Allocution to the Fathers of Families
TO FATHERS OF FAMILIES
Pope Pius XII
Allocution to the Fathers of families, given by Pope Pius XII on September 18, 1951.
What a heartfelt joy it is for Us to see this pilgrimage of fathers of families! How many timesin connection with the most varied questionshave We insisted on family sanctity, on its rights, on its duties as the fundamental cell of human society? Its life, health, vigor and activity ensure the life, health, vigor and activity of society as a whole. Since God has given the family its existence, its dignity, its social function, it must answer to God for them. Its rights and its privileges are inalienable, sacrosanct; it has the duty, primarily before God and secondarily before society, to defend, to vindicate and to promote effectively these rights and these privileges, not only for its own good, but for the glory of God and the welfare of the community.
How many times have been sung the praises of the mother, hailing her as the heart, the sun of the family? But if the mother is the heart, the father is the head of the family, and consequently its health and efficiency depend on the vigor, the virtues and activity of the father.
Beloved sons, you understandand for this reason you have come herethe necessity for the fathers of families to know individually, socially, and in a Christian manner the function confided to them and their inherent duties. You are here and it is your intention to ask the advice and the blessing of the Common Father, the Head of the great human family.
It is clear that your first duty in the sanctuary of the family home is to providewith due respect and the perfection, humanly possible, of its integrity, of its unity, of the natural hierarchy which unites the members among themselvesfor the preservation of the physical, intellectual, moral and religious sanctity of the family. Evidently, this obligation includes that of defending and promoting its sacred duties; in the first place that of fulfilling the obligations due to God, to constitute a Christian society in the full sense of the word; secondly to defend the rights of the family against all attacks or external influences which could attack its purity, faith, and holy stability.
Promote these same rights by demanding from the civil, political and cultural society the means, at least those which are indispensable, for their free exercise.
The cell of society
The Christian has a rule which permits him to determine with certainty the extent of the rights and duties of the family in the community of the State. It is thus conceived: the family is not made for society; rather it is society which is made for the family. The family is the fundamental cell, the constitutive element, of the community of the State, becauseto use the expression of Our Predecessor, Pius XI, of happy memory"the State is what it is made to be by the individuals and families which compose it, as a body is composed of its members." The State then, should, as it were, in virtue of the instinct of self-preservation fulfill that which, essentially according to the design of God, Creator and Savior, is its first duty, namely guarantee in full measure the values which ensure to the family order, human dignity, health, and happiness. These values, which are also the very elements of the common good, may never be sacrificed for what may apparently be the common advantage.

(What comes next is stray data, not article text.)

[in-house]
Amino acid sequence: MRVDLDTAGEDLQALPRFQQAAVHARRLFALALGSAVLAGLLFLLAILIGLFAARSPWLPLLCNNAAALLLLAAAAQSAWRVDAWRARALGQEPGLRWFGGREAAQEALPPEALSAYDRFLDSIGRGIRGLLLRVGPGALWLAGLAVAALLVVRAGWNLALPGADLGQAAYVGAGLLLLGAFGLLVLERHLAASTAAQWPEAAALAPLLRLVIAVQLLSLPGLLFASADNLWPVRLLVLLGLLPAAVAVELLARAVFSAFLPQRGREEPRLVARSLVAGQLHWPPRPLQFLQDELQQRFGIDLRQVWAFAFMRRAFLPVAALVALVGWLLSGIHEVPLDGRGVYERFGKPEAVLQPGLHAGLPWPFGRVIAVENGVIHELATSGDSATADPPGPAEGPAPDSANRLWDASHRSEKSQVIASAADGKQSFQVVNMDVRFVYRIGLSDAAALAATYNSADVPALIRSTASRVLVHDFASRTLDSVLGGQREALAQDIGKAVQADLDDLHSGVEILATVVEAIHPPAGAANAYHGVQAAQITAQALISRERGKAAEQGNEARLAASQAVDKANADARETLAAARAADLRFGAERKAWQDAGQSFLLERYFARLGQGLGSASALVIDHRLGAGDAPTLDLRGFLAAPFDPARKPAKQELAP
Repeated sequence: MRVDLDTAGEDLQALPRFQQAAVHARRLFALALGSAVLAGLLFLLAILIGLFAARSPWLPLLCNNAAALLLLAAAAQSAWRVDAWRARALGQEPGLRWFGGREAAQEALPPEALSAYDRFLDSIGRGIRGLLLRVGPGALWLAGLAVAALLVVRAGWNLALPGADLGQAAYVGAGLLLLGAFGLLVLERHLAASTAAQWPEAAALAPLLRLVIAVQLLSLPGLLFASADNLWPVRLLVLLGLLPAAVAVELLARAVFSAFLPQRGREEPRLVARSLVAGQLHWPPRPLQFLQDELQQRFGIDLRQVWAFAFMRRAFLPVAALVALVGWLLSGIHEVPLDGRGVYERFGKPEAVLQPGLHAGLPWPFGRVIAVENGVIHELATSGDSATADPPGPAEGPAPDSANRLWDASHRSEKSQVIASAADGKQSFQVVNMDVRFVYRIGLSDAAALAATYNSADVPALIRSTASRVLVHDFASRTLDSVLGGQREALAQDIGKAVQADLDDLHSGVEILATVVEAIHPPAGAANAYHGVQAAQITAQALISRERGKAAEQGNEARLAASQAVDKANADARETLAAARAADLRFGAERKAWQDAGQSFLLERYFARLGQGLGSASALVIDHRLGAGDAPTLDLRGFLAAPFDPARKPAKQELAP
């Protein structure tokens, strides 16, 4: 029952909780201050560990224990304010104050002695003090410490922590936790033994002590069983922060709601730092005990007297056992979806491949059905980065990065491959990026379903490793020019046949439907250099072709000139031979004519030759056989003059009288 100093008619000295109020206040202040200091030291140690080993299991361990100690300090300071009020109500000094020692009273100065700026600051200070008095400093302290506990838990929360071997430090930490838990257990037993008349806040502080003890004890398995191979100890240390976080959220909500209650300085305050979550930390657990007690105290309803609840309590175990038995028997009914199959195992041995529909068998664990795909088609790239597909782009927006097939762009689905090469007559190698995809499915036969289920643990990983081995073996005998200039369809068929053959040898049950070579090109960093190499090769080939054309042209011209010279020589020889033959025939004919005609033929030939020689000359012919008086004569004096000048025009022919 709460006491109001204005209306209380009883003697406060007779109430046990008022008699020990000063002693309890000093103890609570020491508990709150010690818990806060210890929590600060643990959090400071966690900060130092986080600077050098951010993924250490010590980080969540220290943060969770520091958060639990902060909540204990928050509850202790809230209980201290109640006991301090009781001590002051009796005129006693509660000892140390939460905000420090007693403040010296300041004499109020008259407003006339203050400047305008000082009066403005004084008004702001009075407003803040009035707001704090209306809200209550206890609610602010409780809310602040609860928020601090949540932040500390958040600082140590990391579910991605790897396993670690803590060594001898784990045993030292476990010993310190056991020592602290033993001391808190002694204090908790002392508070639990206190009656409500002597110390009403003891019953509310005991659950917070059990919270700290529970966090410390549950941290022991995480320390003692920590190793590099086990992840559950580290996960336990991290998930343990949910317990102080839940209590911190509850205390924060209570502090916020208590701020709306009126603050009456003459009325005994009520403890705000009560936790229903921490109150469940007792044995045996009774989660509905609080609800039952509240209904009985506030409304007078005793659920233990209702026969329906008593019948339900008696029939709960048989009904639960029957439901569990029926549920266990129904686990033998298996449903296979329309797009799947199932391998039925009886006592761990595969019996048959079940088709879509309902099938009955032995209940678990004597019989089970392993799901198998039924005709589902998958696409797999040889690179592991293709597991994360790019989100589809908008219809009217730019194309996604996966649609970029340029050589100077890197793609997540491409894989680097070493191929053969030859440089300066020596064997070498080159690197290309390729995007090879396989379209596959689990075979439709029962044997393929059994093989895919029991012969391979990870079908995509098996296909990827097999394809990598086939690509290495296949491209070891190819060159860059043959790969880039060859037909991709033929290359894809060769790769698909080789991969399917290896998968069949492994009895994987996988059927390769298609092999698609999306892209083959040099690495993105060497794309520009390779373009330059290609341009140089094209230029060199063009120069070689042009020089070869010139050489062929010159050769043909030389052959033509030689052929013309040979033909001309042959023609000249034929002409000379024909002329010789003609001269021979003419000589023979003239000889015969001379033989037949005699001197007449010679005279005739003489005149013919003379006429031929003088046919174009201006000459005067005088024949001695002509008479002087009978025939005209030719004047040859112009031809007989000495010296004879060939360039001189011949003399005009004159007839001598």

Let Us point out, as an example, some of these benefits which are greatly threatened today: the indissolubility of matrimony; the protection of prenatal life; suitable housing for the family, and that not merely for the family composed of one or two children or a childless family, but for the normal larger family; the possibility of finding work, for a father lacking employment is one of the bitterest worries of a family; the rights of the parents over their children in the eyes of the State; their full freedom to raise them in the true faith, and, consequently, the right of Catholic parents to Catholic schools; a condition of public life, and above all, public morals such that the families and especially young people will not have the moral certainty of being corrupted.
On this and other points which concern family life more intimately there are no differences between family and family. On other questions of an economic or political nature they may find themselves in very different conditions, and sometimes in competition or even in opposition. Here there is a great needand Catholics should be the first to give a good example to promote a balance of interests, even at the cost of sacrificing particular interests, but having in view an internal peace and stable economy.
But when it is a question of the essential rights of the family, the true faithful of the Church will pledge themselves in support from beginning to end. It may be that on this or that particular point, there must be a retreat before the superiority of political forces. But here it is not capitulation but a matter of patience. In such cases it is necessary that doctrine be safeguarded, that all efficacious means be adopted to arrive little by little at the goal which has never been given up.
The union of fathers of families